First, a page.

Elevator commands are executed through a circuit module which, in a commercial embodiment, is a model K220, Digital Equipment Corporation unit shown in block form and marked 250 in FIG. 9. Four of the available outputs 251-254 are depicted on module 250. When any of the output goes high, its associated flip-flop in the group 221-224 is set and the Q output of the flip-flop constitutes a binary 1. The opposite happens when a module 250 output goes low. Its associated flip-flop is then reset and the Q output of the flip-flop in the group of outputs 218 goes to zero so that the sequence of 16 binary numbers may be formed with the four flip-flops.
Module 250 has a clock and a counter. One connection to the module is from an AND gate 255. When an increment down signal is delivered through stage 288, the output of AND gate 255 goes high. When the output of AND gate 255 goes high, module 250 counts a clock pulse and causes the binary number 0001 to appear on the outputs 20 to 23 of flip-flops 221-224. The next command pulse results in another output pulse from AND gate 255 and the binary output changes to 0010. Consecutive command pulses ultimately causes the binary number 1111 or decimal 15 to be produced unless the flip-flops are reset automatically earlier because of the length of the breast having been scanned.
The complete operating mode of the elevator logic in FIG. 9 will now be described in conjunction with FIG. 10. The logic elements are OR gate 260, one-shot multivibrators 261 and 262, and AND gate 263, and inverter 264, AND gates 265 and 266 and an OR gate 267. The circuitry will be described concurrently with its operating mode. Assume first that a pulse signal is received through stage 228 to cause the elevator to increment down one step. The output 237 of OR gate 231 will go high. This makes one input of AND gate 255 high. It also switches OR gate 260 so its output will go high. Whenever the OR gate 260 output goes high, one-shot multivibrator 261 is triggered to produce the pulse A in FIG. 10 which appears on the line marked A in FIG. 9. With line A high momentarily, the two inputs to AND gate 255 are high and its output is high, thus causing the module 250 to execute an output binary number change. Multivibrator 262 receives an input signal from the output of OR gate 260 concurrently with multivibrator 261. The output signal from multivibrator 262 is marked B in FIG. 9 and in the waveform illustration of FIG. 10. Pulse signal A is inverted with inverter 264 and applied to one input terminal of AND gate 263. When A goes low, as can be seen in FIG. 10, B is still high and the other input ot AND gate 263 goes high, due to inversion of A. This causes the output of AND gate 263 to high and deliver an enable signal to the various flip-flops 221-224. The count of the module 250 is then registered. Note that when C is high, one input to each of the AND gates 265 and 266 is also high but their outputs do not change because their other inputs are low. Thus, no conflict can occur between step count, reset and calibration signals. AND gate 265 is disable because A has gone low before C has gone high. AND gate 266 is disabled because, although C is high, the other input remains low.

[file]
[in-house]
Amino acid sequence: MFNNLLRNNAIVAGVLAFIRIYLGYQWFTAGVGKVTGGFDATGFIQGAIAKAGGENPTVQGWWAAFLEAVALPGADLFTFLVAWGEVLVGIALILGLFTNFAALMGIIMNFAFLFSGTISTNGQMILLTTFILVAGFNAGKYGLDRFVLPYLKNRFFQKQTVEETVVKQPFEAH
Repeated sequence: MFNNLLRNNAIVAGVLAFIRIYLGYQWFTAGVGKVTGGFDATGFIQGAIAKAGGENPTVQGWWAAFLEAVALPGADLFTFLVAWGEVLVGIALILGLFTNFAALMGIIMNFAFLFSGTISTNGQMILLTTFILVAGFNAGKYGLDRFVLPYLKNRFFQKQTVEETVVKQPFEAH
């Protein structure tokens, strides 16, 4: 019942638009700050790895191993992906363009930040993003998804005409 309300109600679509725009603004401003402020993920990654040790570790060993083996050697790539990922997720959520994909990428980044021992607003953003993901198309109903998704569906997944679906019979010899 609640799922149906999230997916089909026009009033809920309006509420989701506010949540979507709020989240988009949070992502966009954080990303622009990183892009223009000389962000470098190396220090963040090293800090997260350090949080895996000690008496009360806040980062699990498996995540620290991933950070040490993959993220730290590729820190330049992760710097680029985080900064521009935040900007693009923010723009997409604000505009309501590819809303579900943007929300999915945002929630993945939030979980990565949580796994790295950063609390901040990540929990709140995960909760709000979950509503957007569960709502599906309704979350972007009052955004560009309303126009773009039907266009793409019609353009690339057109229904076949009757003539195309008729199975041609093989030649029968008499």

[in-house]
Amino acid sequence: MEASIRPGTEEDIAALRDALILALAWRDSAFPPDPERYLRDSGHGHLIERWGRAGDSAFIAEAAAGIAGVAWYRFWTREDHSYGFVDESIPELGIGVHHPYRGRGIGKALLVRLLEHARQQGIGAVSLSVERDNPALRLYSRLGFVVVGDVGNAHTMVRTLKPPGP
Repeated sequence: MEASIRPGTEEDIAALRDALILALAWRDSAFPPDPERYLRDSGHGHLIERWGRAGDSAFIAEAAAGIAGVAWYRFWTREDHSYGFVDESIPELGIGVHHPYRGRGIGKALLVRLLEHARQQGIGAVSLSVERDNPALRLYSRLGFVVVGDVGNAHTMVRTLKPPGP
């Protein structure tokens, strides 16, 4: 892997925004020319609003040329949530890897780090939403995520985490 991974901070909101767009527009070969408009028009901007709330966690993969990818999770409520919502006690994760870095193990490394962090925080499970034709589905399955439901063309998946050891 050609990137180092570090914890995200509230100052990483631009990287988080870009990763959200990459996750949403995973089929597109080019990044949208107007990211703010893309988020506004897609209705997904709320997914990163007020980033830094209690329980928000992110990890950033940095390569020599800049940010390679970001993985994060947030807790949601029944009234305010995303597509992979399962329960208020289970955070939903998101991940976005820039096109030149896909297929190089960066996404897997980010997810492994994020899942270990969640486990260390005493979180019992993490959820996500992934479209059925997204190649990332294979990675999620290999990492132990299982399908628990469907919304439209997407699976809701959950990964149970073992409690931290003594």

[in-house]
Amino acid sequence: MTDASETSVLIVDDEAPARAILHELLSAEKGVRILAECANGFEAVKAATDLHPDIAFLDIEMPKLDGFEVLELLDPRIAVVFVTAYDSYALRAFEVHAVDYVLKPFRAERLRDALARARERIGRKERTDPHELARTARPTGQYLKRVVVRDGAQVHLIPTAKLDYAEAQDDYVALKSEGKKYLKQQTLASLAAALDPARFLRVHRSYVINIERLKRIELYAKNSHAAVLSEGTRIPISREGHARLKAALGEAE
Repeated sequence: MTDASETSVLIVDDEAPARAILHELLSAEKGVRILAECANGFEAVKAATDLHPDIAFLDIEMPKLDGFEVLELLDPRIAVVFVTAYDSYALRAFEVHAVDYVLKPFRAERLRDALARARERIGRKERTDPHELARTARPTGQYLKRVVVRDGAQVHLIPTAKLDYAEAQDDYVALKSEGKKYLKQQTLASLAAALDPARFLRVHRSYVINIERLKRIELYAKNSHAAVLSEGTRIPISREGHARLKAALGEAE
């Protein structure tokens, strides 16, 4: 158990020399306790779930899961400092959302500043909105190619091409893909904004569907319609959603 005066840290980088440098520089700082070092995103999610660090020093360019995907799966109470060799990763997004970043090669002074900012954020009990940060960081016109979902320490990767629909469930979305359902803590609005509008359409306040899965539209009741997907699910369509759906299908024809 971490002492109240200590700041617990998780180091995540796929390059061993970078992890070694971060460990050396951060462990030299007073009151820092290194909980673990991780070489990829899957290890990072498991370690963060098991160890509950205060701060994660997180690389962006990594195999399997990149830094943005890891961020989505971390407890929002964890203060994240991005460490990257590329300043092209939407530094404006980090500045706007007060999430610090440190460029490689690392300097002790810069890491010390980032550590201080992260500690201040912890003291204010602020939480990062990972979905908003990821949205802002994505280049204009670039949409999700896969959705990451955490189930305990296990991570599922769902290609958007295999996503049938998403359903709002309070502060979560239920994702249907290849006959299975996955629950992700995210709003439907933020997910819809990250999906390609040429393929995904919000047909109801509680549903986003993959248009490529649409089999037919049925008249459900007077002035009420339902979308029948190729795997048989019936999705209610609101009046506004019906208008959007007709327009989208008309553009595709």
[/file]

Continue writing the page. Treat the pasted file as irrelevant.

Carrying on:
To drive the elevator 39 to calibrate level, a command pulse is delivered to OR gate 239 in stage 229. The output of OR gate 239 goes high and the pulse D appears on its output. Pulse D rises, and input to OR gate 260 goes high so its output goes high to trigger the two one-shot multivibrators 261 and 262. C goes high to produce an enable signal which is applied to flip-flops 221-224. When C goes high after D, they are both high as are both inputs to AND gate 266. Hence, its output goes high which triggers the module to set the binary number of flip-flops 221-224 corresponding with whatever level has been selected for calibrating. A programming jumper assembly symbolized by the block 269 is provided. In calibration mode, the elevation level is set by the jumpers. Other programming devices could be substituted.
The elevator is driven to its top, uppermost or home position by a command signal through stage 230. Such a signal causes the output of OR gate 244 to go high. This signal is delivered as an input to OR gate 260 which triggers the one-shot multivibrators 261 and 262 and ultimately results in the C waveform being produced which enables the flip-flops 221-224 for making a change. The high output from OR gate 244 is also applied to an input of OR gate 267 whose output changes state. This dictates that module 250 will produce a binary number 0, corresponding with the top or reset position of the elevator.
Because all of the binary numbers are sorted in the flip-flop group 221-224, as they are produced, the numbers are continuously applied to the digital-to-analog converter 250 in FIG. 11 by way of terminals 218. This drives the elevator servo-motor 60 until potentiometer 208 produces the null signal corresponding with the applied signal and the motor stops.